Back in July, we discussed “Six Common Tomato Problems.” Among those maladies were abiotic disorders (problems that are caused by factors such as weather, soils, chemicals, mechanical injuries, or cultural practices; and, not caused by insects or disease). Tomato abiotic disorders include blossom end rot, fruit cracking, leaf rolling, solar yellowing, sunburn, and tomato flower drop…all related to weather or watering issues.
In that column, I mentioned we would tackle an annual tomato-related issue, tomato worms, in a future edition. Well, here it is, in the podcast, above. America’s Favorite Retired College Horticulture Professor, Debbie Flower, waxes rhapsodic about the three “worms” (caterpillars, really) that can damage your tomato plants: Tomato/Tobacco hornworm, tomato fruit worm, and tomato pinworm, along with the moths that laid those eggs. She reassures us that nature has supplied us with plenty of “good guys” to help control these munchers and burrowers. Links that are listed in the notes for that podcast include: descriptions of tomato hornworm, fruit worm, and pinworm; and two posts from the Farmer Fred Rant blog, “Plants that Attract Beneficial Insects”; and, “The Good Bug Hotel”.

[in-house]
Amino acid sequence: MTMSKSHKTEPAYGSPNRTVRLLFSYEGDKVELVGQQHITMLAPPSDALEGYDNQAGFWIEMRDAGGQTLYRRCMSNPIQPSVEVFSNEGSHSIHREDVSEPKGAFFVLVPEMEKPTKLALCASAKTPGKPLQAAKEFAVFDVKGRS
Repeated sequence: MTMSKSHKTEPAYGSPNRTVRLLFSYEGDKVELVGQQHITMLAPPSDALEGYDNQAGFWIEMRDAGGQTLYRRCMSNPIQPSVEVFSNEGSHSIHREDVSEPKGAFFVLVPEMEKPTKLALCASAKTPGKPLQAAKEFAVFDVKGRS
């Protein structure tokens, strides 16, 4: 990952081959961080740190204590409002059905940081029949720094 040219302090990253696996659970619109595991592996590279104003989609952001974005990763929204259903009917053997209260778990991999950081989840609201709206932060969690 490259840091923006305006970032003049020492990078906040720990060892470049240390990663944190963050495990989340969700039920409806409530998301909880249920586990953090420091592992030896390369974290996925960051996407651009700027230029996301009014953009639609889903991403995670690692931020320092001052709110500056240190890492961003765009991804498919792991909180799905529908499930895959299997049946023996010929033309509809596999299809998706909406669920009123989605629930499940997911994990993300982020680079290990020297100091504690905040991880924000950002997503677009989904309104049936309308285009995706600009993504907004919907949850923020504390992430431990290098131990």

Today’s Beyond the Garden Basics newsletter tackles another abiotic disorder: tomatoes that are slow to ripen because of heat spikes this summer. And who hasn’t suffered through that this year? (Put your hand down, San Francisco.)
Why Are My Tomatoes Slow to Ripen?
From the garden e-mail bag, Vinnie asks: “My tomatoes are very slow to turn from orange to red, and several have yellowing as my bushes are not as leafy as I would like. They also are rather firm, though the plants have done well up to this point, with a decent amount of fruit as well as setting new tomatoes higher up on the plant. My “Sweet Million” cherry tomatoes also are having difficulty turning red, the same with the “Early Girl” and “Champion” full-size tomatoes. I planted the tomatoes in mid-April. They only get about six to eight hours of direct sun, depending on the season. But it seems I’ve had tomatoes for weeks at the same state of not turning fully red in color, so I was a little curious and disappointed in that. The plants are healthy, but not very bushy.”